We keep the cattle in a small space so that it is easier to work with each animal. It also keeps the farmer safe.

Regardless, we still had a list of errands to run that morning and work to do on the farm. We have a small commercial heard of 12 momma cows. If you take a ride on our four- wheeler they follow you around like puppies because they think it is my dad getting ready to feed them something special. After we got done with our errands in town dad and I’s plan was to “work” the cattle. We had to move the cattle into the pin and bring them through the shoot. We had to pour dewormer and fly medicine on their backs, tag 2 of them and then keep the bull back since we would be getting rid of him at the beginning of the week.

We tag our cattle so that we can keep more accurate records for each animal. It is like when we get our ears pierced, she did not like it too much so she started to lay down. But what girl doesn't like new jewelry?

Even though we have a small opperation going home to visit the farm and being with family is one of my favorite things to do. When dad has stuff to do on the farm he calls it his chores and getting to spend last Friday and Saturday helping do “chores” is okay by me when it gets to be with Farmer Jim.

Dad walking to let the cattle back out into the field.

A little about me…

My name is Kelsie Young. I am a senior, Agricultural Communications major, Missouri State University. I found a love for the outdoors and the country lifestyle at an early age. Spending more than my fair share of summer days and nights on Table Rock Lake in Shell Knob, Missouri meant living with ear infections, sunburnt noses and never ending happiness. We did everything from: cookouts, fireworks, smores, nature walks, boat rides, swiming and playing till our hearts were content. Our family: my dad, Jim, my mom, Lori, and my sister, Callie (now Zirkle) always seemed to stay close to home for our family vacations. If we were not at the lake we were in Buffalo, Missouri at my mom’s parents house. Here we found ourselves ingulfed in never ending southern cooking, sweet treats and unlimited running room. Whether we were swimming in the pool, canoeing in the Niangua river, taking walks or playing games in the field behind their house or learning to ride horses in the corral behind the barn it was my own southern belle fantasy.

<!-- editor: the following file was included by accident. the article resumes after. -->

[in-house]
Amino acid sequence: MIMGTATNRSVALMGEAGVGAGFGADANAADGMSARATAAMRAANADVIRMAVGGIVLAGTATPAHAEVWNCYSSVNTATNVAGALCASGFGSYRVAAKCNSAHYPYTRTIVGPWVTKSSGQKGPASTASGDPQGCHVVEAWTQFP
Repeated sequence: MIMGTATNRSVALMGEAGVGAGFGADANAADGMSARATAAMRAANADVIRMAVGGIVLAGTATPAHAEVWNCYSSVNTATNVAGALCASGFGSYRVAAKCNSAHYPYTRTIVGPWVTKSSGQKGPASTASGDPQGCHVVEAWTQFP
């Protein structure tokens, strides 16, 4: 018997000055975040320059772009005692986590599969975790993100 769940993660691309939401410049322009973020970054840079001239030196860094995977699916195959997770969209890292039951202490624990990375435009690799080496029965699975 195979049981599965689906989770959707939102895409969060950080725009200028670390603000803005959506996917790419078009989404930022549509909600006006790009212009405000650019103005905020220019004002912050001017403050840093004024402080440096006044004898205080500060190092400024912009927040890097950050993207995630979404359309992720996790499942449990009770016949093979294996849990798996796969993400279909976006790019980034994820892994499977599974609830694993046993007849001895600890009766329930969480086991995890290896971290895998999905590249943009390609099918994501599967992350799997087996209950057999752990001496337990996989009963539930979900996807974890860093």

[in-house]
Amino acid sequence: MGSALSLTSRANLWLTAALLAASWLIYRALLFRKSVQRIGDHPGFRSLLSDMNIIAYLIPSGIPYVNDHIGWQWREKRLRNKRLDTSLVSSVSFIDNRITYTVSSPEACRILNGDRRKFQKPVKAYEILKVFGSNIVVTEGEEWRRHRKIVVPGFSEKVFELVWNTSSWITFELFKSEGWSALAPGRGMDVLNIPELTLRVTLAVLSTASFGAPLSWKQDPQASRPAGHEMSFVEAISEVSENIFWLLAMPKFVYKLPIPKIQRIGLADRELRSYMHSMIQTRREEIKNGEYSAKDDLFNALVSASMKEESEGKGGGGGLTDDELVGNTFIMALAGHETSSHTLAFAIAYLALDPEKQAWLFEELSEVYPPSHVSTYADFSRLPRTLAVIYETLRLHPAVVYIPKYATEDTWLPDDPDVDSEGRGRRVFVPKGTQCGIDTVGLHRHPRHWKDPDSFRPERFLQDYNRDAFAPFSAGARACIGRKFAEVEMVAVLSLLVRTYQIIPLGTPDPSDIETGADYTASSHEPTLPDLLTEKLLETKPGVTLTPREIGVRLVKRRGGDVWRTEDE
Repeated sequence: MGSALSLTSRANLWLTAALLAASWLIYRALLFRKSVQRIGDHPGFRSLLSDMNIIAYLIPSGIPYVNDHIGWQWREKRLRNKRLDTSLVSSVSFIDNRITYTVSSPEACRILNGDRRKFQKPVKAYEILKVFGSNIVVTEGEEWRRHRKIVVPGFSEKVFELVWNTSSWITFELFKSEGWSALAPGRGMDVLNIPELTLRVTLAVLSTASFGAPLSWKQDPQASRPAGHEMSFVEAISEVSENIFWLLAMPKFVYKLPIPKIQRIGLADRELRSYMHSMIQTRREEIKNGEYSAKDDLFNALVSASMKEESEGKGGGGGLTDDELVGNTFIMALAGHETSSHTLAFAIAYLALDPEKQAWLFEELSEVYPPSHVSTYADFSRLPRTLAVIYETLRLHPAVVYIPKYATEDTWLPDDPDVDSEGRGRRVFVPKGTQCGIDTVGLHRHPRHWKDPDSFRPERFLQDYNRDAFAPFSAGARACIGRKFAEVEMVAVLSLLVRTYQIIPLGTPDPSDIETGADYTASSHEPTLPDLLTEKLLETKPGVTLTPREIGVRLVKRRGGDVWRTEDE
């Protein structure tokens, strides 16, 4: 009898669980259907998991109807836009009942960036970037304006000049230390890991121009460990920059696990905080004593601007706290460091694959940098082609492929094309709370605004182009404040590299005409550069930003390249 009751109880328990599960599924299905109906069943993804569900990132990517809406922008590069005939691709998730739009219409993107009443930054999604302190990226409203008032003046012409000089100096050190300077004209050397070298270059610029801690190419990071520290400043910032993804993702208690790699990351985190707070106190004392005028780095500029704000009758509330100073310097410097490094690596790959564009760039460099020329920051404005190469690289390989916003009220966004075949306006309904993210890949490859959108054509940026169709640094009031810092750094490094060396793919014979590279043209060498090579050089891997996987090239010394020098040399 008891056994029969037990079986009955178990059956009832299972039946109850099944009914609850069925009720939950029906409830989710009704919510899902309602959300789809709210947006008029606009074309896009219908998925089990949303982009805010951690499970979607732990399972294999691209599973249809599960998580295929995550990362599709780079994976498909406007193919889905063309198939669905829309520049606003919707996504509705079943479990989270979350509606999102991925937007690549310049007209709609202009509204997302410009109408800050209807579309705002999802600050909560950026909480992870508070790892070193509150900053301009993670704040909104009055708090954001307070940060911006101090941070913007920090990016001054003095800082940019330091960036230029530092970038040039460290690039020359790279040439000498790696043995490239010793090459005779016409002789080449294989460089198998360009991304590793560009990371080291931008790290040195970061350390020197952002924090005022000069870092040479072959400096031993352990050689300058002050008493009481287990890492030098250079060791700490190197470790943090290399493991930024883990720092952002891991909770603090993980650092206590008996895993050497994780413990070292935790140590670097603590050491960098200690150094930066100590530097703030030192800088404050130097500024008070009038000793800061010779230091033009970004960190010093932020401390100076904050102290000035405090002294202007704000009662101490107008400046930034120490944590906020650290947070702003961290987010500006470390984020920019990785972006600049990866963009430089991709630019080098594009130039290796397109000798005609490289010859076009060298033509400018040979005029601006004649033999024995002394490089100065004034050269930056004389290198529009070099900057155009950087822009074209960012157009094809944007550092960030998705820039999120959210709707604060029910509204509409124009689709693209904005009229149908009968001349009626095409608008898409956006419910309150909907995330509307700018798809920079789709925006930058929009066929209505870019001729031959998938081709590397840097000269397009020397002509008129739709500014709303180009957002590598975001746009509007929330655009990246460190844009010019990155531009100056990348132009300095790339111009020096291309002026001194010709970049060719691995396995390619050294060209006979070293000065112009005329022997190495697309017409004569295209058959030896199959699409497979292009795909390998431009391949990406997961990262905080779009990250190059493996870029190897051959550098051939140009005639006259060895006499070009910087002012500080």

If you know anything about agricultural women, grew up around them or if you are one; Wrangler jeans, Ariat and Justin boots and big jewlery are probably a guilty pleasure of yours and something that you are accustom too. On the working side of the farm you will also have your shit kickers, coveralls and dirty ball caps you wear when you go to work livestock or while working in the field during harvest. These are things I did not grow up with. My childhood dream of living on a farm, riding horses, showing cattle and being a “farmer’s daughter” did not happen until I was a freshmen in high school.

About the time I was joining my high school FFA chapter and taking my first agriculture education class, Dad was buying his first load of bred heifers. We were putting the finishing touches on our house and it was time to become a farming family. My dreams were coming true and my sisters were being crushed. Callie was not a fan of the extra drive time the country life was causing and I was in love with the 82ish acres I had to play and day dream on.

Throughout the years my passion and love for agriculture has not only shaped my future but also molded me into the farmer’s daughter I have always wanted to be. I am going to take you on a journey, a journey of my life as a non southern southern belle.